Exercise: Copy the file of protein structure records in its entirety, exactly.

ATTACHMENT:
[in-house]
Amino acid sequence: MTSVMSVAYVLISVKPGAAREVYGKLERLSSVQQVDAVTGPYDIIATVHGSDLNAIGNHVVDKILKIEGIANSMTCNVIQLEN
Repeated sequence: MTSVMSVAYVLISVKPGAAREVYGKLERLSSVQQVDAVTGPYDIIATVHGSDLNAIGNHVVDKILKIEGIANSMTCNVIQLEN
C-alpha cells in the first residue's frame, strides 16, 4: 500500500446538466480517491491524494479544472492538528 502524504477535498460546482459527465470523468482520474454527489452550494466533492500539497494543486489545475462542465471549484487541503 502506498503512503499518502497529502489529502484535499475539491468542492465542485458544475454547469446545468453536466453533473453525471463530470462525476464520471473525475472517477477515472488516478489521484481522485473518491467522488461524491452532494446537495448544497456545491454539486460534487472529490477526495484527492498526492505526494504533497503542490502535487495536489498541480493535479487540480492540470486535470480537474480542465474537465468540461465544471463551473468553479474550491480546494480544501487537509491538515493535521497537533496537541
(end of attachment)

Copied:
[in-house]
Amino acid sequence: MTSVMSVAYVLISVKPGAAREVYGKLERLSSVQQVDAVTGPYDIIATVHGSDLNAIGNHVVDKILKIEGIANSMTCNVIQLEN
Repeated sequence: MTSVMSVAYVLISVKPGAAREVYGKLERLSSVQQVDAVTGPYDIIATVHGSDLNAIGNHVVDKILKIEGIANSMTCNVIQLEN
C-alpha cells in the first residue's frame, strides 16, 4: 500500500446538466480517491491524494479544472492538528 502524504477535498460546482459527465470523468482520474454527489452550494466533492500539497494543486489545475462542465471549484487541503 502506498503512503499518502497529502489529502484535499475539491468542492465542485458544475454547469446545468453536466453533473453525471463530470462525476464520471473525475472517477477515472488516478489521484481522485473518491467522488461524491452532494446537495448544497456545491454539486460534487472529490477526495484527492498526492505526494504533497503542490502535487495536489498541480493535479487540480492540470486535470480537474480542465474537465468540461465544471463551473468553479474550491480546494480544501487537509491538515493535521497537533496537541